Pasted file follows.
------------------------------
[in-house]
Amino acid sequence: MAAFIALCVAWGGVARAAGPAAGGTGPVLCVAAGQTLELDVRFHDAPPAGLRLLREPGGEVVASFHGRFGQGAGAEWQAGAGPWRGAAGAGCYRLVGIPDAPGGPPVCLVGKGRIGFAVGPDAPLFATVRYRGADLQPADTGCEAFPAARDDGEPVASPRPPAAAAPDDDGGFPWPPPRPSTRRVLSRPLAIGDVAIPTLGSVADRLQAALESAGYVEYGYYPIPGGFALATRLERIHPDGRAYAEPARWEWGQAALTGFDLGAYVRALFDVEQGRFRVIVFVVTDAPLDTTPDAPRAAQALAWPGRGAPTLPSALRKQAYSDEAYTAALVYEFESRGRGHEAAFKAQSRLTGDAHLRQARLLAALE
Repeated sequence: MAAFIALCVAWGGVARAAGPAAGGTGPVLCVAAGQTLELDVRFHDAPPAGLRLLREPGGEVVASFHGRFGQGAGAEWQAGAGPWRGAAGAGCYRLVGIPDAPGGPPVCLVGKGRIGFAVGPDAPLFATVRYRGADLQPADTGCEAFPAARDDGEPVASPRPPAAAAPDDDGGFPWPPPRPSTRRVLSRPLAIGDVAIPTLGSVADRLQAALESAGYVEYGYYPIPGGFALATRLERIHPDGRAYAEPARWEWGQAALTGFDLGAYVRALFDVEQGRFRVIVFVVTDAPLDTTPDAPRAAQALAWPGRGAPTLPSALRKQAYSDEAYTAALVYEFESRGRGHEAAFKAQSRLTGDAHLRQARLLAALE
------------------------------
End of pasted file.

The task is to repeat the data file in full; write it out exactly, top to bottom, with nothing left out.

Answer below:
[in-house]
Amino acid sequence: MAAFIALCVAWGGVARAAGPAAGGTGPVLCVAAGQTLELDVRFHDAPPAGLRLLREPGGEVVASFHGRFGQGAGAEWQAGAGPWRGAAGAGCYRLVGIPDAPGGPPVCLVGKGRIGFAVGPDAPLFATVRYRGADLQPADTGCEAFPAARDDGEPVASPRPPAAAAPDDDGGFPWPPPRPSTRRVLSRPLAIGDVAIPTLGSVADRLQAALESAGYVEYGYYPIPGGFALATRLERIHPDGRAYAEPARWEWGQAALTGFDLGAYVRALFDVEQGRFRVIVFVVTDAPLDTTPDAPRAAQALAWPGRGAPTLPSALRKQAYSDEAYTAALVYEFESRGRGHEAAFKAQSRLTGDAHLRQARLLAALE
Repeated sequence: MAAFIALCVAWGGVARAAGPAAGGTGPVLCVAAGQTLELDVRFHDAPPAGLRLLREPGGEVVASFHGRFGQGAGAEWQAGAGPWRGAAGAGCYRLVGIPDAPGGPPVCLVGKGRIGFAVGPDAPLFATVRYRGADLQPADTGCEAFPAARDDGEPVASPRPPAAAAPDDDGGFPWPPPRPSTRRVLSRPLAIGDVAIPTLGSVADRLQAALESAGYVEYGYYPIPGGFALATRLERIHPDGRAYAEPARWEWGQAALTGFDLGAYVRALFDVEQGRFRVIVFVVTDAPLDTTPDAPRAAQALAWPGRGAPTLPSALRKQAYSDEAYTAALVYEFESRGRGHEAAFKAQSRLTGDAHLRQARLLAALE